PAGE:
Welcome to the World Cap of Hockey, a new series that dives into international waters and projects what a tournament featuring six national team rosters would look like today if each national team was required to be compliant to the NHL’s salary cap structure. The six teams in this series will be Canada, USA, Russia, Sweden, Finland and a group consisting of top Europeans from nations such as Slovakia, Switzerland and the Czech Republic, and each roster must fit under the current $81.5-million cap hit using only players currently under NHL contract.
Today, we break down Team Russia.
These are getting harder by the squad, and Russia’s roster was the toughest to construct through the first three parts of the series. Talent-wise, you couldn’t go wrong. But right off the bat, the inclusion of Artemi Panarin, who is a must-have for this Russian team, wreaked havoc on the salary structure due to his $11.6-million cap hit. Obviously, one can’t leave the Hart Trophy favorite who is in the midst of a career year off the squad, but bringing him along means liberties needed to be taken elsewhere.
Let’s start with the players who didn’t make the cut. Vladimir Tarasenko would obviously play a key role on a real Russian national team, but with a shoulder injury limiting Tarasenko to just 10 games this season, it was difficult to justify his $7.5-million cap hit. Also absent is Sergei Bobrovsky, and I can give you 10 million reasons why he didn’t make the cut, even if he would be likely to sneak onto a real Team Russia. Conspicuous by their absences, as well, are Alexander Radulov and Nikita Gusev. That should give you an indication of how challenging it was to piece this group together.
So, if those are the players who were left off the roster, who found their way into the cap-compliant Russian team? Panarin, Alex Ovechkin, Evgeny Kuznetsov, Nikita Kucherov and Evgeni Malkin all land on the team and combine to eat up more than $33 million of the team’s available budget, but it’s worth every penny. Between that group, there are five Stanley Cup championships, five Hart Trophies and a host of international titles, too. As far as offense goes, it doesn’t get much better than this.
Finding the best center depth was a challenge, though. After Malkin and Kuznetsov, only one other Russian pivot, Ivan Barbashev, had hit the 50-game mark this season, and Vladislav Namestnikov, who has struggled and spent most of his time this season on the wing, wasn’t going to cut it. Nikolai Prokhorkin is a natural center who, despite modest performance on a weak Los Angeles Kings team this year, showed great promise in the KHL and might still be a hidden gem – and at $925,000, the price is right. And for other additions up front, price played a major part in their selection, and Andrei Svechnikov’s entry-level deal and Ilya Kovalchuk’s league-minimum contract transformed them from obvious selections to absolute no-brainers.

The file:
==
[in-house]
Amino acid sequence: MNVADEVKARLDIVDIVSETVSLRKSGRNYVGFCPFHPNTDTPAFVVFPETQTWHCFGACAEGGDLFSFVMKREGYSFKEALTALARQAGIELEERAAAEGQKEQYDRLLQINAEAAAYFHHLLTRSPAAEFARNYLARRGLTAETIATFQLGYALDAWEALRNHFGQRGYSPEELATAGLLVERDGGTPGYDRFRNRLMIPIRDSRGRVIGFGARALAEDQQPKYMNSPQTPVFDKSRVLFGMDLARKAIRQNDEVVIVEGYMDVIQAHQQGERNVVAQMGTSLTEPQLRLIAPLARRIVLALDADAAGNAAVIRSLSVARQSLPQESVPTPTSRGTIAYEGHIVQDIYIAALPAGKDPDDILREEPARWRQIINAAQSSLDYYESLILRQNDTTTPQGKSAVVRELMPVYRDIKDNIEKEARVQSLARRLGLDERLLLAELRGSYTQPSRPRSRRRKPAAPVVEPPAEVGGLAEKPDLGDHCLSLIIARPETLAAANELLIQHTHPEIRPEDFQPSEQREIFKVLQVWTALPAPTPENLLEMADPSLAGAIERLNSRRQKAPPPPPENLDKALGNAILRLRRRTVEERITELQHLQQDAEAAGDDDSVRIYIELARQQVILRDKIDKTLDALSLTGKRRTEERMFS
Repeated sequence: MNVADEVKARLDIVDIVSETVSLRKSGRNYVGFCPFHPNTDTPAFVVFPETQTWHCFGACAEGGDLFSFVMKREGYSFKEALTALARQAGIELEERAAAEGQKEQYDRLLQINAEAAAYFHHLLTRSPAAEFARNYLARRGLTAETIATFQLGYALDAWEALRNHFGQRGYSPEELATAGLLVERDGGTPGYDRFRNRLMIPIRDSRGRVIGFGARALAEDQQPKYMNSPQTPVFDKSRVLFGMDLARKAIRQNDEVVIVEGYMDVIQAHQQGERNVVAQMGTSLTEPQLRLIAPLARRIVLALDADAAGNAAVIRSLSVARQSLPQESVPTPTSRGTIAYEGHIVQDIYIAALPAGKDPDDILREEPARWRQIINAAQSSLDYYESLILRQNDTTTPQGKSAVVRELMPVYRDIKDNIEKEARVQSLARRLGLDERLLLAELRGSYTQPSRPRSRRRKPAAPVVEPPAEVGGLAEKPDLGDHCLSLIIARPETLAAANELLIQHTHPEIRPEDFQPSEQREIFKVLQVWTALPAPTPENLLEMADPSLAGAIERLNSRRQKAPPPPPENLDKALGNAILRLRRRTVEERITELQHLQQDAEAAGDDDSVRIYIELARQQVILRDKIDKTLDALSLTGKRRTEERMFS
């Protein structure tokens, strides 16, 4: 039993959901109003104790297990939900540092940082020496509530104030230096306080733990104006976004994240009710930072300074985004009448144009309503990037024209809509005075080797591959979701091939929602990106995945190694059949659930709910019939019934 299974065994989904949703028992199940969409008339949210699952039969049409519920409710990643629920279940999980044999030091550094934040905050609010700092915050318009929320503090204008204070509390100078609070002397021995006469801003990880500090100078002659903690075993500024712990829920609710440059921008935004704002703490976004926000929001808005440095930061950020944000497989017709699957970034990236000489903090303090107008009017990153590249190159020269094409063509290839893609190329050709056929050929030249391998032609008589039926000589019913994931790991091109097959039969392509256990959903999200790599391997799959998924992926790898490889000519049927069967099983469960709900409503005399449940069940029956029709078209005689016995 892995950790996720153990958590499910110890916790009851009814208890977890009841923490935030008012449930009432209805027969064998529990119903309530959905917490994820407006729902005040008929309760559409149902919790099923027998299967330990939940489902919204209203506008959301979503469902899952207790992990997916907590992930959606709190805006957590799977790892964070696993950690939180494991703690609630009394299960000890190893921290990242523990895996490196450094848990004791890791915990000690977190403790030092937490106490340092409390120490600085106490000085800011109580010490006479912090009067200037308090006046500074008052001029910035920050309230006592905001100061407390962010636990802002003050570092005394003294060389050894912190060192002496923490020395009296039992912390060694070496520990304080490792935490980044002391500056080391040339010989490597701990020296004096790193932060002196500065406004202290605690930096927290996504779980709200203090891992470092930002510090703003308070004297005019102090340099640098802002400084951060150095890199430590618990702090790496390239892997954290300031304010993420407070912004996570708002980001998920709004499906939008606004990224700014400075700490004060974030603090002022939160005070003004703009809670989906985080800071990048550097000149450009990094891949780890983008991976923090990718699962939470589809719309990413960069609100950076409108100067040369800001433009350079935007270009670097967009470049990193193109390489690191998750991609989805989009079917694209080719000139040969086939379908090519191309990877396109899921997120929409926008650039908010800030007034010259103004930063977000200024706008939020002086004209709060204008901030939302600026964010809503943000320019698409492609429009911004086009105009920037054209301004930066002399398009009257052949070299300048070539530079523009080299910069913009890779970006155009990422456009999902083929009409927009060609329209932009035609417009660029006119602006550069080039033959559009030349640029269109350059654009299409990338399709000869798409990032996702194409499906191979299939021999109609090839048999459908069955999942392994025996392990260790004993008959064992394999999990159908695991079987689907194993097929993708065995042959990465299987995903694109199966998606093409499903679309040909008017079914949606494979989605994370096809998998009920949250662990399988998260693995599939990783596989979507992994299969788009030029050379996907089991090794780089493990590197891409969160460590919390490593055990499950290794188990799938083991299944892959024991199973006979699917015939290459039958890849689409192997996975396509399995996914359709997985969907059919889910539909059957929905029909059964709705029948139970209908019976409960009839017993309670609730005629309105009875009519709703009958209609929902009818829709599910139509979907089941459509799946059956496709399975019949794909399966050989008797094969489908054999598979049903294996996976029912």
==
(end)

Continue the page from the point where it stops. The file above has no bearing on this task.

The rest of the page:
That’s the offense. The defense is another story. Would you rather have a dominant offensive group or employ Nikita Zaitsev or Dmitri Kulkov? Don’t even bother thinking twice. The group below clearly has its flaws and a lack of experience is evident, but there’s no real way around it.
For as good as the team is up front, the goaltending is absolutely killer. Having Andrei Vasilevskiy, the 2019 Vezina Trophy winner, followed up by two of the best rookie goaltenders in the league gives Russia three high-caliber options in net. In fact, Igor Shesterkin could challenge for the starting role on a few of the teams in this fictional six-team event. For this exercise, it’s a godsend that Vasilevskiy’s $9.5-million hit doesn’t kick in until next season. If it did, Russia’s roster would look vastly different.
Once the core construction was completed, the roster was looking at a cap hit of $82,640,443 – just a tad bit over the cap. Where do you go from there? Do you cut Dmitry Orlov, one of the best Russian defenders in the league, and replace him with Nikita Zadorov? No, so the attention moved back to the forward group.
Evgeni Dadonov has seen a significant dip in production since his 70-point campaign last year, hitting just 47 in 69 games in 2019-20. Dropping him seemed like the right move, even if he’s still a valuable asset. Gusev would have been a great replacement, but his $4.5-million cap hit gets in the way. Thus, the decision was made to drop Dadonov and insert a rejuvenated Valeri Nichushkin as the 13th forward.
But once the cap was re-calculated, it became apparent that there was money to burn and space to bring Dadonov back into the fold if another sacrifice could be made. And it could, as Pavel Buchnevich was given the axe in favor of putting Dadonov back on the squad. While there’s a mere one-point spread between the two players, Dadonov played some of his best hockey alongside Panarin in international play and it’s a connection ripe for re-ignition. That left the Russians with about $1.26 million in cap space.
Here is Russia’s complete World Cap of Hockey roster:
Alexander Ovechkin – Evgeni Kuznetsov – Nikita Kucherov
Artemi Panarin – Evgeni Malkin – Evgeni Dadonov
Andrei Svechnikov – Ivan Barbashyov – Ilya Kovalchuk
Denis Gurianov – Nikolai Prokhorkin – Ilya Mikheyev
Mikhail Sergachev – Ivan Provorov
Vladislav Gavrikov – Dmitri Orlov
Ilya Lyubushkin – Nikolai Knyzhov
Total cap hit (Per CapFriendly): $80,240,443
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